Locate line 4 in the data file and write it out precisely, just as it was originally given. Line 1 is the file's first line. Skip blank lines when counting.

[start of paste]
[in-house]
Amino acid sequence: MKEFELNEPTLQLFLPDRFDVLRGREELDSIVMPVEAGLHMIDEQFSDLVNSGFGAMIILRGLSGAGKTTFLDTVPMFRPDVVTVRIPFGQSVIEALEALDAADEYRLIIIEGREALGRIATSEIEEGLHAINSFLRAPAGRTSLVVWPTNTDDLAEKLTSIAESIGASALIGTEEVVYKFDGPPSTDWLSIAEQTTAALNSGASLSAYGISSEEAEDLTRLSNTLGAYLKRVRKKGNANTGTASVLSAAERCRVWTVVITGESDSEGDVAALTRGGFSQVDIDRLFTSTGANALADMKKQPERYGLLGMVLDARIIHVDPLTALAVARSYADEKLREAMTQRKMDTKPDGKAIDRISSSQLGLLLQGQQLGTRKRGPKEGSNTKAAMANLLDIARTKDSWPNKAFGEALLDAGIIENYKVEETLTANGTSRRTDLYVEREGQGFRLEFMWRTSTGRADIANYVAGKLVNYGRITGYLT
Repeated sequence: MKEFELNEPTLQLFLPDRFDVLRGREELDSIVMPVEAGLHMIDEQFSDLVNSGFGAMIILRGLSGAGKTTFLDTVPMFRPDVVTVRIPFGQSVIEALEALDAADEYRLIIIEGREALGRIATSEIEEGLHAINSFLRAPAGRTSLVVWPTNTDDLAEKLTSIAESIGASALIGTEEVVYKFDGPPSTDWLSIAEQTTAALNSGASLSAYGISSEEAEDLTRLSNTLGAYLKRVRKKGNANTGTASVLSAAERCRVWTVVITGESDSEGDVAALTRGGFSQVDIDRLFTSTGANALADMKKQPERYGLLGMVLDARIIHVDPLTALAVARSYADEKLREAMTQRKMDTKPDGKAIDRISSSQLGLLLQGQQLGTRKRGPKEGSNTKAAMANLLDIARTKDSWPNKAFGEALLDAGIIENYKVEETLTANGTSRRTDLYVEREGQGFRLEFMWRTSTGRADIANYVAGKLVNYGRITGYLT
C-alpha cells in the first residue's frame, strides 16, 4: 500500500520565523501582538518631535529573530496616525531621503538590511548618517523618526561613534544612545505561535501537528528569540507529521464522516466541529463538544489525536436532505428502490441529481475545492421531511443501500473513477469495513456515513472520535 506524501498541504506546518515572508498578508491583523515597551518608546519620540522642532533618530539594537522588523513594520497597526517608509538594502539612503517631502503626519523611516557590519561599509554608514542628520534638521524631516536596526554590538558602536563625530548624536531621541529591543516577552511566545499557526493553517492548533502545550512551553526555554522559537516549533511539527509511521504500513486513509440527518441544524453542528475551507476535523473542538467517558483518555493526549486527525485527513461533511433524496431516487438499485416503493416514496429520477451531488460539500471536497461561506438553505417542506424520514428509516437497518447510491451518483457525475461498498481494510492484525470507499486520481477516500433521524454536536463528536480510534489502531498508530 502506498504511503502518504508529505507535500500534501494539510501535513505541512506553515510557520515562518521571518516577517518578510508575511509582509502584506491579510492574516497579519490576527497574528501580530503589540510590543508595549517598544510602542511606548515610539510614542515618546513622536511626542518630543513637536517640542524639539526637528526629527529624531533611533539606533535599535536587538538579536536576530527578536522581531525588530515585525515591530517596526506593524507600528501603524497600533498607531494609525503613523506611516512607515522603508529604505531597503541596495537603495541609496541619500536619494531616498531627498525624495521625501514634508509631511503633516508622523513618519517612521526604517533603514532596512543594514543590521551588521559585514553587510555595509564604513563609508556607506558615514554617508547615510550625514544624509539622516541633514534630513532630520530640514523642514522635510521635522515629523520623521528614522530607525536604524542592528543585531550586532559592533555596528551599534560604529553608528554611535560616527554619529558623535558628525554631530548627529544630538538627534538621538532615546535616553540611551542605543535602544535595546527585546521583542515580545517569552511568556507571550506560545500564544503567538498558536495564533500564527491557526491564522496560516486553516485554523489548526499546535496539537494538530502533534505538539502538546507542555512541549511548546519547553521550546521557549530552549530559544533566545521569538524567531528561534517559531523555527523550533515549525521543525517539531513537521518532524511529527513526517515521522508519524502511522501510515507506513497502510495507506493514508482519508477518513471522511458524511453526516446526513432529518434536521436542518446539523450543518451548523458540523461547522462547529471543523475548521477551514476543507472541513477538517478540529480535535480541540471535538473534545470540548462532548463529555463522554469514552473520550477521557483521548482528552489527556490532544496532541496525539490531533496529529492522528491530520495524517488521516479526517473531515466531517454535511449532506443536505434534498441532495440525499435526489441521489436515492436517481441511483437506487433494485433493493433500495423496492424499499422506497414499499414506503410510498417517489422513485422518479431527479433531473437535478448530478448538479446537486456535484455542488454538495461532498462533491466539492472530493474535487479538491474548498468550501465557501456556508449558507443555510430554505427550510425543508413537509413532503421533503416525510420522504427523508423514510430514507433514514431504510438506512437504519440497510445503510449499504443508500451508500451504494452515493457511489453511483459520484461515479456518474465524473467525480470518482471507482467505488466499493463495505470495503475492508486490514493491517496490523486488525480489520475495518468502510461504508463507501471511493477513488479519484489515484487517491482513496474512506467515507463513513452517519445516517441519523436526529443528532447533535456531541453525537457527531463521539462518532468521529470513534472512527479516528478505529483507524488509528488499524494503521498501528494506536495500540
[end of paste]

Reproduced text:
C-alpha cells in the first residue's frame, strides 16, 4: 500500500520565523501582538518631535529573530496616525531621503538590511548618517523618526561613534544612545505561535501537528528569540507529521464522516466541529463538544489525536436532505428502490441529481475545492421531511443501500473513477469495513456515513472520535 506524501498541504506546518515572508498578508491583523515597551518608546519620540522642532533618530539594537522588523513594520497597526517608509538594502539612503517631502503626519523611516557590519561599509554608514542628520534638521524631516536596526554590538558602536563625530548624536531621541529591543516577552511566545499557526493553517492548533502545550512551553526555554522559537516549533511539527509511521504500513486513509440527518441544524453542528475551507476535523473542538467517558483518555493526549486527525485527513461533511433524496431516487438499485416503493416514496429520477451531488460539500471536497461561506438553505417542506424520514428509516437497518447510491451518483457525475461498498481494510492484525470507499486520481477516500433521524454536536463528536480510534489502531498508530 502506498504511503502518504508529505507535500500534501494539510501535513505541512506553515510557520515562518521571518516577517518578510508575511509582509502584506491579510492574516497579519490576527497574528501580530503589540510590543508595549517598544510602542511606548515610539510614542515618546513622536511626542518630543513637536517640542524639539526637528526629527529624531533611533539606533535599535536587538538579536536576530527578536522581531525588530515585525515591530517596526506593524507600528501603524497600533498607531494609525503613523506611516512607515522603508529604505531597503541596495537603495541609496541619500536619494531616498531627498525624495521625501514634508509631511503633516508622523513618519517612521526604517533603514532596512543594514543590521551588521559585514553587510555595509564604513563609508556607506558615514554617508547615510550625514544624509539622516541633514534630513532630520530640514523642514522635510521635522515629523520623521528614522530607525536604524542592528543585531550586532559592533555596528551599534560604529553608528554611535560616527554619529558623535558628525554631530548627529544630538538627534538621538532615546535616553540611551542605543535602544535595546527585546521583542515580545517569552511568556507571550506560545500564544503567538498558536495564533500564527491557526491564522496560516486553516485554523489548526499546535496539537494538530502533534505538539502538546507542555512541549511548546519547553521550546521557549530552549530559544533566545521569538524567531528561534517559531523555527523550533515549525521543525517539531513537521518532524511529527513526517515521522508519524502511522501510515507506513497502510495507506493514508482519508477518513471522511458524511453526516446526513432529518434536521436542518446539523450543518451548523458540523461547522462547529471543523475548521477551514476543507472541513477538517478540529480535535480541540471535538473534545470540548462532548463529555463522554469514552473520550477521557483521548482528552489527556490532544496532541496525539490531533496529529492522528491530520495524517488521516479526517473531515466531517454535511449532506443536505434534498441532495440525499435526489441521489436515492436517481441511483437506487433494485433493493433500495423496492424499499422506497414499499414506503410510498417517489422513485422518479431527479433531473437535478448530478448538479446537486456535484455542488454538495461532498462533491466539492472530493474535487479538491474548498468550501465557501456556508449558507443555510430554505427550510425543508413537509413532503421533503416525510420522504427523508423514510430514507433514514431504510438506512437504519440497510445503510449499504443508500451508500451504494452515493457511489453511483459520484461515479456518474465524473467525480470518482471507482467505488466499493463495505470495503475492508486490514493491517496490523486488525480489520475495518468502510461504508463507501471511493477513488479519484489515484487517491482513496474512506467515507463513513452517519445516517441519523436526529443528532447533535456531541453525537457527531463521539462518532468521529470513534472512527479516528478505529483507524488509528488499524494503521498501528494506536495500540